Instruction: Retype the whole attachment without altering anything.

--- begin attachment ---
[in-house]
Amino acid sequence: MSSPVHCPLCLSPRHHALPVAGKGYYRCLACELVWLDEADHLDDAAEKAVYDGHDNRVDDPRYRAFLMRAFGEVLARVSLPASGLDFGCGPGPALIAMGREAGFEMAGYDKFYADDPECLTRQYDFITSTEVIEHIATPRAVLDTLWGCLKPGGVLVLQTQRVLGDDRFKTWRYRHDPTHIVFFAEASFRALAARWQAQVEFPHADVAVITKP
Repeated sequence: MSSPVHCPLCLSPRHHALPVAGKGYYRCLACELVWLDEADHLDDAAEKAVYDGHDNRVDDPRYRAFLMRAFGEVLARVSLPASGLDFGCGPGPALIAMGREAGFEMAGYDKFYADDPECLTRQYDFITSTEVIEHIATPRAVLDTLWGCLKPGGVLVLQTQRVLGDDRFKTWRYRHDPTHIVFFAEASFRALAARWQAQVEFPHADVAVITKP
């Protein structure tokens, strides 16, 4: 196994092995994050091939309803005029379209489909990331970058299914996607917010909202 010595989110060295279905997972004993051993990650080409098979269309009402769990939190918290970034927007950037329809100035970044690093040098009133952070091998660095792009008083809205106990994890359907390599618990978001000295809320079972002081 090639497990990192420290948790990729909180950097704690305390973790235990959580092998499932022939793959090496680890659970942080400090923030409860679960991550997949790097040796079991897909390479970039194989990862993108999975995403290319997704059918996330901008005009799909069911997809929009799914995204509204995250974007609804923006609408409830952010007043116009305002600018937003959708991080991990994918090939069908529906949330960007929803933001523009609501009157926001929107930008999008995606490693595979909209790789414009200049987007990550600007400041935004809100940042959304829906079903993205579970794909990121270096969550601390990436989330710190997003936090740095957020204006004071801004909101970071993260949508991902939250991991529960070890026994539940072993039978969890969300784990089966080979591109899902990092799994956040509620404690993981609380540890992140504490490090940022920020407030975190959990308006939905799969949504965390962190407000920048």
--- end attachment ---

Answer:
[in-house]
Amino acid sequence: MSSPVHCPLCLSPRHHALPVAGKGYYRCLACELVWLDEADHLDDAAEKAVYDGHDNRVDDPRYRAFLMRAFGEVLARVSLPASGLDFGCGPGPALIAMGREAGFEMAGYDKFYADDPECLTRQYDFITSTEVIEHIATPRAVLDTLWGCLKPGGVLVLQTQRVLGDDRFKTWRYRHDPTHIVFFAEASFRALAARWQAQVEFPHADVAVITKP
Repeated sequence: MSSPVHCPLCLSPRHHALPVAGKGYYRCLACELVWLDEADHLDDAAEKAVYDGHDNRVDDPRYRAFLMRAFGEVLARVSLPASGLDFGCGPGPALIAMGREAGFEMAGYDKFYADDPECLTRQYDFITSTEVIEHIATPRAVLDTLWGCLKPGGVLVLQTQRVLGDDRFKTWRYRHDPTHIVFFAEASFRALAARWQAQVEFPHADVAVITKP
């Protein structure tokens, strides 16, 4: 196994092995994050091939309803005029379209489909990331970058299914996607917010909202 010595989110060295279905997972004993051993990650080409098979269309009402769990939190918290970034927007950037329809100035970044690093040098009133952070091998660095792009008083809205106990994890359907390599618990978001000295809320079972002081 090639497990990192420290948790990729909180950097704690305390973790235990959580092998499932022939793959090496680890659970942080400090923030409860679960991550997949790097040796079991897909390479970039194989990862993108999975995403290319997704059918996330901008005009799909069911997809929009799914995204509204995250974007609804923006609408409830952010007043116009305002600018937003959708991080991990994918090939069908529906949330960007929803933001523009609501009157926001929107930008999008995606490693595979909209790789414009200049987007990550600007400041935004809100940042959304829906079903993205579970794909990121270096969550601390990436989330710190997003936090740095957020204006004071801004909101970071993260949508991902939250991991529960070890026994539940072993039978969890969300784990089966080979591109899902990092799994956040509620404690993981609380540890992140504490490090940022920020407030975190959990308006939905799969949504965390962190407000920048």